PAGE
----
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Video 14 Lymph System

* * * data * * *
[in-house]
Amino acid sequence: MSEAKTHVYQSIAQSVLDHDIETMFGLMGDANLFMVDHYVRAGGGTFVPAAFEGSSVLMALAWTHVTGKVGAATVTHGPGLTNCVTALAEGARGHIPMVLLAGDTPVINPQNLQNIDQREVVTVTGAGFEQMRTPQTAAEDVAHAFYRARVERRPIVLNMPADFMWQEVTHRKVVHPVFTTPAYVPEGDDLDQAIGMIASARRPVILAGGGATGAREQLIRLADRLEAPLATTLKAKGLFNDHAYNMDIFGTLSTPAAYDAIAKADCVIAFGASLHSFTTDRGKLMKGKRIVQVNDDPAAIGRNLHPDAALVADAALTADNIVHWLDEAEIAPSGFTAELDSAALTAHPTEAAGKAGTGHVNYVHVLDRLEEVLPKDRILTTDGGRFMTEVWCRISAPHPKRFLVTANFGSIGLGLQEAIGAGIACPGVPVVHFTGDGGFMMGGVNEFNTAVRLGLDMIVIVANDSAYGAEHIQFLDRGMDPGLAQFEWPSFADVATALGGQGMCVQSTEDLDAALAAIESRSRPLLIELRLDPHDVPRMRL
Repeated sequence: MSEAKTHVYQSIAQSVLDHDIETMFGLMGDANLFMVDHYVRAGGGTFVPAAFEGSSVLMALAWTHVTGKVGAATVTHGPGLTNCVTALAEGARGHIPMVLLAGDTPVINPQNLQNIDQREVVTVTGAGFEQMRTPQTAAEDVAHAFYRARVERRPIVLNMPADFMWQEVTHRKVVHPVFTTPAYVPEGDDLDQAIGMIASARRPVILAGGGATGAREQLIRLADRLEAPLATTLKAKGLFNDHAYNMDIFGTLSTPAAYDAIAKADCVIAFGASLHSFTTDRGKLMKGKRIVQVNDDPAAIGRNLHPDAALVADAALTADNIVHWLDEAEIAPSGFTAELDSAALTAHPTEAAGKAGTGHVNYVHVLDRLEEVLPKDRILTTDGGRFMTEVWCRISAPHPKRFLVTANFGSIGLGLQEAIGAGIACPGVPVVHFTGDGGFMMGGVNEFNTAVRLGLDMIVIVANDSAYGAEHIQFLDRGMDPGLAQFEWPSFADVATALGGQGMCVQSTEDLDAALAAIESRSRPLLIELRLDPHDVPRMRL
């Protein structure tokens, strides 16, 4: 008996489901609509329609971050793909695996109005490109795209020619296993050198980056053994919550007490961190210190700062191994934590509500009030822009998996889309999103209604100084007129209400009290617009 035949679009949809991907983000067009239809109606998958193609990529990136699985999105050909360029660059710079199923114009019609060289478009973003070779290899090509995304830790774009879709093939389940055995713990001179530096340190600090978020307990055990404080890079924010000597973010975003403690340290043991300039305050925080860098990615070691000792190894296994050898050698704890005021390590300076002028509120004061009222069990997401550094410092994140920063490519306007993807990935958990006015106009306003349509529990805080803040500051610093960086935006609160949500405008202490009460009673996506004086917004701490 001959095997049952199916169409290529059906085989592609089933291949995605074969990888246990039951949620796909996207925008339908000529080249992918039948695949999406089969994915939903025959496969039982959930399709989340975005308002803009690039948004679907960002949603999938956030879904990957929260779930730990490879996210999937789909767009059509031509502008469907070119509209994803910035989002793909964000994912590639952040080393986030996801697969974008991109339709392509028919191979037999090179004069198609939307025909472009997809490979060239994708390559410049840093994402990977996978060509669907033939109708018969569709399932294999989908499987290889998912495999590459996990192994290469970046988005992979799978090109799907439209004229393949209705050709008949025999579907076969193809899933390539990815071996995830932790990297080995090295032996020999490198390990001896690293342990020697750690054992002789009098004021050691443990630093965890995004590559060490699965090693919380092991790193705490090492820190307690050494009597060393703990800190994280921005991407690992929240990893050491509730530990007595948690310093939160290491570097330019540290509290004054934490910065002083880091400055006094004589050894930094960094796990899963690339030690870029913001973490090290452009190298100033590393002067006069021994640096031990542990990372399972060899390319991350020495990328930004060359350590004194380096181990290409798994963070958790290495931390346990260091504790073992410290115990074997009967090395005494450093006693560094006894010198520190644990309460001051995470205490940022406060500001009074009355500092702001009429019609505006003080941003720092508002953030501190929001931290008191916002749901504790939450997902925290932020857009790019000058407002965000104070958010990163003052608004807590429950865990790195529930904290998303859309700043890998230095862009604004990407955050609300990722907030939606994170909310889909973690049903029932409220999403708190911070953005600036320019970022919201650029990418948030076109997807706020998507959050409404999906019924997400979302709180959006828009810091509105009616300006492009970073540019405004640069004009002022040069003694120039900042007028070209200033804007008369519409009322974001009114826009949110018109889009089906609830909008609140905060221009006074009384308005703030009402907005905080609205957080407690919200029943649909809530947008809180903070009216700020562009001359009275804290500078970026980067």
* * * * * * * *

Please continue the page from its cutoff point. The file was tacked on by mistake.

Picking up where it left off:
14) The lymphatic systemThe lymphatic system provides the central structure of the immune system. It is made up of an intricate network of vessels that connect hundreds of lymph nodes as well as several key organs. Inside this network is our lymph fluid, which is a plasma liquid that flows in just one direction, beginning at the tissue cells and moving upward toward the neck where filtered and enhanced lymph fluid empties into our veins, and rejuvenating the blood with fresh plasma and white cells. Let’s take a closer look. The flow of lymph fluid begins in specialized lymph capillaries, located just under the skin as well as surrounding the internal organs of the body. The lymph begins as it is collected from the interstitial fluid found between tissue cells of the body. As our blood and tissue cells add and remove substances from the interstitial fluid, it is also taken into the lymph system. Once the lymph is pulled into the lymph vessels it flows through the nodes and lymph organs, where the lymph is filtered and enhanced. The nodes store white cells and provide both a filtering and fighting function. Nodes add fresh white cells to the lymph and if the white cells detect antigens in the lymph they react with an inflammation response and kill the antigens. Lymph nodes are located throughout the body and clustered near strategic vein locations, such as the elbow, knee, chest, neck, groin, arm pits, and abdomen. The organs of the lymph system enhance the lymph fluid and assist with immune function in their own specialized ways. Let’s begin with our tonsils, which provide a local defense at a vulnerable spot where we are exposed to outside antigens. Tonsils effectively produce antigens that stop anitgens entering from the nose and mouth that can cause respiratory infections. The tonsils trap antigens and hang onto them so that other immune cells can destroy them. The thymus stores immature lymphocytes, where they also mature into T-cells before migrating to infected locations of the body where they help destroy anitgens. The “T” in T-cell comes from the “t” in thymus, which is where they live and differentiate before migrating to where they are needed to fight antigens.The Spleen helps remove cells coated with aniibodies as well as antigens. The spleen also helps breakdown and recycle red blood cells. Another important function of the spleen is to store monocytes. B-cells, T-cells and natural killer cells are the three primary types of lymphocytes circulating in the lymph fluid and then into the blood stream. We’ll take a closer look at how these cells work together in coming videos.